If you’re planning to write a horror movie involving a monster of some type, it helps to start with something scary to begin with such as dinosaurs (“Jurassic Park”), sharks (“Jaws”), or Satan (“The Exorcist”). When you start with a scary monster, it’s much easier to write a scary movie.
So what happens if you start with a ridiculous monster? You’ll probably wind up with a ridiculous movie. The first rule of horror movies is to trap the hero in a situation he or she can’t get out of such as in an isolated hotel (“The Shining”) or a spaceship (“Alien”). For some odd reason, somebody thought it would be a really cool idea to create a killer health spa for a movie called “Death Spa.”
Of course, the only way people could die in a death spa would be if they kept going to that spa. Stop going and that pretty much ends the plot right there. You can still trap someone in an isolated area, but the monster has to be terrifying and not just a bunch of house cats such as the movie “Strays.”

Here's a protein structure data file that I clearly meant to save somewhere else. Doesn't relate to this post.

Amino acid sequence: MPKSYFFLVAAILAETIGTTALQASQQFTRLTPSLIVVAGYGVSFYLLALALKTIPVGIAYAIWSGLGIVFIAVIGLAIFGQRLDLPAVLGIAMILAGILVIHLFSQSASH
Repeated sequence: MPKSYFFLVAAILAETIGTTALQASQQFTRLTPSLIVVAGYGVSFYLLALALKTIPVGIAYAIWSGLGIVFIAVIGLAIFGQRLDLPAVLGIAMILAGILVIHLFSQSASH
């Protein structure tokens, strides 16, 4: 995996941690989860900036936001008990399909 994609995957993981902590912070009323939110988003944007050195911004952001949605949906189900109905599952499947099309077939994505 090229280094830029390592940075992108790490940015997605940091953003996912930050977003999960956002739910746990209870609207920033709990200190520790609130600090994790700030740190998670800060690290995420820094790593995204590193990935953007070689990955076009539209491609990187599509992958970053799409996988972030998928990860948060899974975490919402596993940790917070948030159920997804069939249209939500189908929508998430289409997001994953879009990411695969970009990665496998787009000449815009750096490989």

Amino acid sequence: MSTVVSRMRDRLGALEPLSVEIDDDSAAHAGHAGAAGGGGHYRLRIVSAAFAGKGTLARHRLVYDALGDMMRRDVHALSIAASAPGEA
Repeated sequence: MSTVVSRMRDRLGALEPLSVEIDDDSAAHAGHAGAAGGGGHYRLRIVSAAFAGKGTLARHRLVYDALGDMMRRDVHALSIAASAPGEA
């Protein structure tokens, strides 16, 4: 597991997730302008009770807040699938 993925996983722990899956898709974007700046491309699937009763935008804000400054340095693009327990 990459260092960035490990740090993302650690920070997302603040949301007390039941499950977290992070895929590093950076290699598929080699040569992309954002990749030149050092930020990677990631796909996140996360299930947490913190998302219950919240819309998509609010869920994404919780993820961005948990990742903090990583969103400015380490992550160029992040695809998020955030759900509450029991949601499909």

How hard is it to get away from a house cat? Not hard at all, which deflates all possibility of suspense right there. Even worse is a killer refrigerator.
How do you avoid a killer appliance? How about walk away from it? Unlike a killer refrigerator that stays in one place, killer slugs can actually move but so slowly that the idea of fleeing from a slug makes no sense, yet someone decided to write a movie about killer slugs.
When you think of monsters, you might think of a wolf or something with sharp teeth. You probably won’t think of a story about a wereturkey. Like a werewolf, a wereturkey is a man who turns into a killer turkey and attacks people in the movie “Blood Freak.” Are turkeys really that scary?
So the lesson in writing horror movies is to isolate the heroes so they have no choice to fight the monster, and make the monster truly terrifying. If you focus on those two elements, chances are good you won\’t write a bad horror movie involving killer house cats, wereturkeys, or evil refrigerators.